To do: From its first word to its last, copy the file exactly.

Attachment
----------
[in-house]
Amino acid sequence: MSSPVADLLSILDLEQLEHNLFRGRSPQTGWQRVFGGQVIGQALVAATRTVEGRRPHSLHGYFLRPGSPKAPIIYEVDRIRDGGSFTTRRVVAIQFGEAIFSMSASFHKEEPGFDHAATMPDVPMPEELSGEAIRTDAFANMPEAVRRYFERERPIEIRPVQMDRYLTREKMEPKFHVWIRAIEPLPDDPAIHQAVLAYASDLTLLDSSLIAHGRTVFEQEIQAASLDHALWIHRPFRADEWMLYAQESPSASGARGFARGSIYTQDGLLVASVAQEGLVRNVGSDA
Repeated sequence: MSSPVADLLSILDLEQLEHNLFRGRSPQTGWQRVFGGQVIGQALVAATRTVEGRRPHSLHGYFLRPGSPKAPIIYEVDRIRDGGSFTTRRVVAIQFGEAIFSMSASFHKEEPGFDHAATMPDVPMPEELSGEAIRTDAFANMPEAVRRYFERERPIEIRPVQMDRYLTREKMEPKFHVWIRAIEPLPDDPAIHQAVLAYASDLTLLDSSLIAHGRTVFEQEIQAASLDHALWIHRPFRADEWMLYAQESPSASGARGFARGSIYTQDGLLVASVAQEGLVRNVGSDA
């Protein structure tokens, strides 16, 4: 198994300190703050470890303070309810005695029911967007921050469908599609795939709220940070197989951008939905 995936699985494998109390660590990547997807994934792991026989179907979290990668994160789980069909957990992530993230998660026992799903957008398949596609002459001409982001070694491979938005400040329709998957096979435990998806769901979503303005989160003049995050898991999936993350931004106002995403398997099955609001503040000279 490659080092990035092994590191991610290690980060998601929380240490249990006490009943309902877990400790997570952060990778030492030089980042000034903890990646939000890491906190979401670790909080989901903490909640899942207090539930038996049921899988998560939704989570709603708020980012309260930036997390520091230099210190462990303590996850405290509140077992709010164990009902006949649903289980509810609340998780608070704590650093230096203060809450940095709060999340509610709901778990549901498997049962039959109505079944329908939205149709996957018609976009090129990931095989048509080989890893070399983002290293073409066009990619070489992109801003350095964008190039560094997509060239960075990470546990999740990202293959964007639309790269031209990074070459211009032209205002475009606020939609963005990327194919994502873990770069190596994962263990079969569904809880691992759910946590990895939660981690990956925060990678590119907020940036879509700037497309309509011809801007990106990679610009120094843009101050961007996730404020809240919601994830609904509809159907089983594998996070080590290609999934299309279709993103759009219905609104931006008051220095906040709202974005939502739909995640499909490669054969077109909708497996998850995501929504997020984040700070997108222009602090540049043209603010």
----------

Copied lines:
[in-house]
Amino acid sequence: MSSPVADLLSILDLEQLEHNLFRGRSPQTGWQRVFGGQVIGQALVAATRTVEGRRPHSLHGYFLRPGSPKAPIIYEVDRIRDGGSFTTRRVVAIQFGEAIFSMSASFHKEEPGFDHAATMPDVPMPEELSGEAIRTDAFANMPEAVRRYFERERPIEIRPVQMDRYLTREKMEPKFHVWIRAIEPLPDDPAIHQAVLAYASDLTLLDSSLIAHGRTVFEQEIQAASLDHALWIHRPFRADEWMLYAQESPSASGARGFARGSIYTQDGLLVASVAQEGLVRNVGSDA
Repeated sequence: MSSPVADLLSILDLEQLEHNLFRGRSPQTGWQRVFGGQVIGQALVAATRTVEGRRPHSLHGYFLRPGSPKAPIIYEVDRIRDGGSFTTRRVVAIQFGEAIFSMSASFHKEEPGFDHAATMPDVPMPEELSGEAIRTDAFANMPEAVRRYFERERPIEIRPVQMDRYLTREKMEPKFHVWIRAIEPLPDDPAIHQAVLAYASDLTLLDSSLIAHGRTVFEQEIQAASLDHALWIHRPFRADEWMLYAQESPSASGARGFARGSIYTQDGLLVASVAQEGLVRNVGSDA
């Protein structure tokens, strides 16, 4: 198994300190703050470890303070309810005695029911967007921050469908599609795939709220940070197989951008939905 995936699985494998109390660590990547997807994934792991026989179907979290990668994160789980069909957990992530993230998660026992799903957008398949596609002459001409982001070694491979938005400040329709998957096979435990998806769901979503303005989160003049995050898991999936993350931004106002995403398997099955609001503040000279 490659080092990035092994590191991610290690980060998601929380240490249990006490009943309902877990400790997570952060990778030492030089980042000034903890990646939000890491906190979401670790909080989901903490909640899942207090539930038996049921899988998560939704989570709603708020980012309260930036997390520091230099210190462990303590996850405290509140077992709010164990009902006949649903289980509810609340998780608070704590650093230096203060809450940095709060999340509610709901778990549901498997049962039959109505079944329908939205149709996957018609976009090129990931095989048509080989890893070399983002290293073409066009990619070489992109801003350095964008190039560094997509060239960075990470546990999740990202293959964007639309790269031209990074070459211009032209205002475009606020939609963005990327194919994502873990770069190596994962263990079969569904809880691992759910946590990895939660981690990956925060990678590119907020940036879509700037497309309509011809801007990106990679610009120094843009101050961007996730404020809240919601994830609904509809159907089983594998996070080590290609999934299309279709993103759009219905609104931006008051220095906040709202974005939502739909995640499909490669054969077109909708497996998850995501929504997020984040700070997108222009602090540049043209603010």